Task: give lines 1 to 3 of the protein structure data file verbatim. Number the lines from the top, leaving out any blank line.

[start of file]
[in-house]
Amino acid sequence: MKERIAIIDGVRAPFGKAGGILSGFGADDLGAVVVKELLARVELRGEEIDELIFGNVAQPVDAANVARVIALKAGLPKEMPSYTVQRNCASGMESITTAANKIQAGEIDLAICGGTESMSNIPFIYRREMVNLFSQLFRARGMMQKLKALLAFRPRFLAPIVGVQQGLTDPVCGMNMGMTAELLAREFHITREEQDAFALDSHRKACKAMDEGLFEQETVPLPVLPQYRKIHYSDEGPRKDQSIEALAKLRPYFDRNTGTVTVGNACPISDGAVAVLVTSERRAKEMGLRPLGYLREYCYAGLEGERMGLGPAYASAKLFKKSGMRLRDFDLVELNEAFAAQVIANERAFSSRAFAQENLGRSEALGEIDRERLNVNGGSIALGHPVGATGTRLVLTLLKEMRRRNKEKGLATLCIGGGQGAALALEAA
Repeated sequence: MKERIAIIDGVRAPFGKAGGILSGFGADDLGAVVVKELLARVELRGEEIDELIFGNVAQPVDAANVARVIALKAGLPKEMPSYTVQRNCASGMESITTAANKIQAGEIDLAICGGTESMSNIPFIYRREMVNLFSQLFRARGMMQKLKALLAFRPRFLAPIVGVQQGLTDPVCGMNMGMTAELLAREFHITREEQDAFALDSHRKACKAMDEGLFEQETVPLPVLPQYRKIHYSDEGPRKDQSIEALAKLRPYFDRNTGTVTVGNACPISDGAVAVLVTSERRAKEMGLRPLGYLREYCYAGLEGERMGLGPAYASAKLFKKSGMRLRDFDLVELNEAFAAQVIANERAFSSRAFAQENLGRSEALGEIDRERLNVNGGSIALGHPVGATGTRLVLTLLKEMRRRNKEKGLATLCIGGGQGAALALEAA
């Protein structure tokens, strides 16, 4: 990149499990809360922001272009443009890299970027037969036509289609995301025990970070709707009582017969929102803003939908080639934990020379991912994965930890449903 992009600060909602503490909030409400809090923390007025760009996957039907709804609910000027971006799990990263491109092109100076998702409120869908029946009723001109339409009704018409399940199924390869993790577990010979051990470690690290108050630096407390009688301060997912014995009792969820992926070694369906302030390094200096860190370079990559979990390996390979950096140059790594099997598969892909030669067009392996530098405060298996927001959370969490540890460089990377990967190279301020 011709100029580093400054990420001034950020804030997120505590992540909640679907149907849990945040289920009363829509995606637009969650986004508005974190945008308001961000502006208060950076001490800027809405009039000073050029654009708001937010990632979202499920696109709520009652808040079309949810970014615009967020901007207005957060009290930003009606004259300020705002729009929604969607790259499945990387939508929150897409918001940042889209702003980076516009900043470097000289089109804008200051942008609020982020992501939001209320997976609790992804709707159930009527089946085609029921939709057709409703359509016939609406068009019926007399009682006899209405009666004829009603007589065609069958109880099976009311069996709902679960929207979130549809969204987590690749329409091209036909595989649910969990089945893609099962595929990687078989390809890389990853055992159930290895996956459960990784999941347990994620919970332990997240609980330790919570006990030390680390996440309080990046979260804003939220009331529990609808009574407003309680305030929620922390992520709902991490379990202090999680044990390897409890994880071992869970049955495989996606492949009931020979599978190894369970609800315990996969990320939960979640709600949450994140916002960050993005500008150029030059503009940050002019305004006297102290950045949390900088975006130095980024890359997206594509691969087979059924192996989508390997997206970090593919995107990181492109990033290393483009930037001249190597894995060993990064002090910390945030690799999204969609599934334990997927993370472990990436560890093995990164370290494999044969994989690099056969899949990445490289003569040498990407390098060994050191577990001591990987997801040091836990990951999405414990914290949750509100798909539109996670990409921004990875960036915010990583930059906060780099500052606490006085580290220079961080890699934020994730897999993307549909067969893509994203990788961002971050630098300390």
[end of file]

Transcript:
[in-house]
Amino acid sequence: MKERIAIIDGVRAPFGKAGGILSGFGADDLGAVVVKELLARVELRGEEIDELIFGNVAQPVDAANVARVIALKAGLPKEMPSYTVQRNCASGMESITTAANKIQAGEIDLAICGGTESMSNIPFIYRREMVNLFSQLFRARGMMQKLKALLAFRPRFLAPIVGVQQGLTDPVCGMNMGMTAELLAREFHITREEQDAFALDSHRKACKAMDEGLFEQETVPLPVLPQYRKIHYSDEGPRKDQSIEALAKLRPYFDRNTGTVTVGNACPISDGAVAVLVTSERRAKEMGLRPLGYLREYCYAGLEGERMGLGPAYASAKLFKKSGMRLRDFDLVELNEAFAAQVIANERAFSSRAFAQENLGRSEALGEIDRERLNVNGGSIALGHPVGATGTRLVLTLLKEMRRRNKEKGLATLCIGGGQGAALALEAA
Repeated sequence: MKERIAIIDGVRAPFGKAGGILSGFGADDLGAVVVKELLARVELRGEEIDELIFGNVAQPVDAANVARVIALKAGLPKEMPSYTVQRNCASGMESITTAANKIQAGEIDLAICGGTESMSNIPFIYRREMVNLFSQLFRARGMMQKLKALLAFRPRFLAPIVGVQQGLTDPVCGMNMGMTAELLAREFHITREEQDAFALDSHRKACKAMDEGLFEQETVPLPVLPQYRKIHYSDEGPRKDQSIEALAKLRPYFDRNTGTVTVGNACPISDGAVAVLVTSERRAKEMGLRPLGYLREYCYAGLEGERMGLGPAYASAKLFKKSGMRLRDFDLVELNEAFAAQVIANERAFSSRAFAQENLGRSEALGEIDRERLNVNGGSIALGHPVGATGTRLVLTLLKEMRRRNKEKGLATLCIGGGQGAALALEAA